PAGES 26-27. The reading order and the trailers. Of course, there is no next issue; the trailer page instead reads “NEXT: HELLIONS”, which presumably picks up on the Psylocke/Sinister subplot.

Bring on the comments

  1. Col_Fury says:

    Five issues to assemble a team, and then it’s disbanded in the sixth. Yeah, I don’t think this series was planned to end this early. Or, the pacing choices were… not the best?

    Looking at the sales charts, Fallen Angels wasn’t doing terrible but it was trending to be the lowest seller. X-Men’s doing the best (December’s issue was still over 100,000, but I’m sure that has more to do with variant covers and whatnot), everything else was between 45,000 to 50,000, and Fallen Angels was around 37,000. In today’s market that’s not bad!

    So either this was always going to be six issues and just not advertised that way, or Marvel saw the trend and pulled it early. Who knows?

    All of that typing and I’ve said nothing about the story. Well, this book wasn’t hitting my buttons, I guess.

  2. Alan L says:

    This book was pretty terrible from the get-go, but this last issue drops the balls it’s juggling. Apoth remains completely generic. The case could be made that Kwannon remains completely generic as well. In this final issue all her decisions about herself and her changing goals are prompted by nothing at all.

    But the thing that annoyed me the most was that the team behind Kwannon had nothing to do. They exchanged banal dialogue in the battle scene, all wearing weird, featureless black bodysuits that made them all indistinguishable from one another. Nothing they did seemed to have any impact on what Kwannon was doing––after all, once she decided to fly to face Apoth, it’s not like the minions on the ground could have done anything much to stop her. But the Fallen Angels team is there to take on those minions, all the same. They have no impact. Did they win the battle? Lose it? At a certain point the action became so muddled it was unclear what was supposed to be happening and who was doing what. Combined with the way the final battle felt so hurried and contrived, I think this series will have zero impact on the X-men’s forward trajectory.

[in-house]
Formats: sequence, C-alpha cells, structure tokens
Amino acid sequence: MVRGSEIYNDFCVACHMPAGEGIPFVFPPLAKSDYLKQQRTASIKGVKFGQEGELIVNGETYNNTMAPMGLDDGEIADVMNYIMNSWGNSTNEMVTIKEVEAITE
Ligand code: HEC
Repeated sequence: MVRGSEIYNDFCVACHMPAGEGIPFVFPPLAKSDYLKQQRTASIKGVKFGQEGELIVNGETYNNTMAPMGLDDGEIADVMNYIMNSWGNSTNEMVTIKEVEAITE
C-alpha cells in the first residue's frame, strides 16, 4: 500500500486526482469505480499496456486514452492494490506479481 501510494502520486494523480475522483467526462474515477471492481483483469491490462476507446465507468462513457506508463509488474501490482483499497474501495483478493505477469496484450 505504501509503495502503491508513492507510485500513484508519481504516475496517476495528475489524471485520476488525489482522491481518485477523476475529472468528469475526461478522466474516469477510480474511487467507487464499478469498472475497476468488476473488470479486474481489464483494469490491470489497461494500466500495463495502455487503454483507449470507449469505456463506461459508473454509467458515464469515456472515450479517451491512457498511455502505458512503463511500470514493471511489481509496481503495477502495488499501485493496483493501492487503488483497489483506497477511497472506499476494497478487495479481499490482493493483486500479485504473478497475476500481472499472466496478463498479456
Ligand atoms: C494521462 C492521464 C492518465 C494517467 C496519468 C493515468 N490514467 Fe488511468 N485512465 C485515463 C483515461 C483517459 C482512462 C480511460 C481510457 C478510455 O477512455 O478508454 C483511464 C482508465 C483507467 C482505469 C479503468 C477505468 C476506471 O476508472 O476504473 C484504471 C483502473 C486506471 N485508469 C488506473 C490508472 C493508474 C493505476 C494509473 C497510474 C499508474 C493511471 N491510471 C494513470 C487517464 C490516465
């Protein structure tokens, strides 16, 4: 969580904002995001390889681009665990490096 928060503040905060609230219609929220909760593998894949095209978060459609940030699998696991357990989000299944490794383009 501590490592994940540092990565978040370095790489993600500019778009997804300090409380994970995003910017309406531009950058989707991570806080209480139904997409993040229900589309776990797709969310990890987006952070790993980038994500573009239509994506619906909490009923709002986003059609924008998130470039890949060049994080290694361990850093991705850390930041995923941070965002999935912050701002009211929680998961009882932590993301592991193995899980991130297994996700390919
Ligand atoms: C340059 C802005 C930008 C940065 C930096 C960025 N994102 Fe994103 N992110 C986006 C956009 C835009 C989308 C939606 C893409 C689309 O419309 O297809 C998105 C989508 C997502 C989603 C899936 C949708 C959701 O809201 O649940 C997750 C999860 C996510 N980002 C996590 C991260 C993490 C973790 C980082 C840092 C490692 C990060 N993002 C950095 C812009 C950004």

3. CJ says:

    Ironically, separating Betsy from Kwannon now, decades later, will probably only do _more_ to define Kwannon in terms of Betsy.

    “Betsy? Oh, you mean the telepath…sexy ninja…was with Archangel…interesting story in Uncanny X-Force? Oh yeah, she’s over in Excalibur now.”

    “Kwannon? Um…some early 90s X-Men story…um…Fallen Angels? Kinda generic I guess? But hey her body featured in some interesting stories long before that!”

    It probably would have been a better idea, if you want to separate them, to have done it when Jamie resurrected her back in the UXM #450s. Resurrection into Kwannon’s body in that story cemented for me that that’s who Betsy _is_, and this arc has, on the other hand, only illustrated that Kwannon doesn’t have much of an interesting character.

  4. Fallen Angels, followed by Hellions? What next, X-Terminators? Looks like Marvel is re-establishing some copyrights.

  5. Taibak says:

    CJ: I think that was originally the plan, actually. I read somewhere that Claremont killed her off planning to use her resurrection to strip away some of the needlessly overcomplicated parts of the character. If I remember right, he was going to take away her Crimson Dawn powers, but I can’t remember if she was going to go back into her original body or not.

    Either way, Joe Quesada was still pushing “dead means dead” so it didn’t happen.

  6. Mikey says:

    Wow, this book was dreadful.

  7. Dazzler says:

    Books hovering around 45-50K during the first arc of such a splashy relaunch doesn’t sound very promising to me, especially with the glut of variant covers. Not bad numbers, but they don’t remotely justify the scope of this retcon.

    Also, my LCS had only two copies of X4 on the shelves, suggesting they’ve very dramatically adjusted their ordering habits, likely scaling their orders back too much. Not that I can blame them.

  8. JCG says:

    The new x-books are still at the top of the Comixology sales charts at least.

    Probably a more significant data point than a single LCS.

  9. Chris says:

    I was enjoying this book at first and thought it had potential to be an interesting regular series until I found out the author was leaving to do his “real job” of working on TV or whatever, then they were clearly just wrapping things up to set up Hellions. Disappointing, but I’ll take whatever Psylocke centered stories I can get I guess.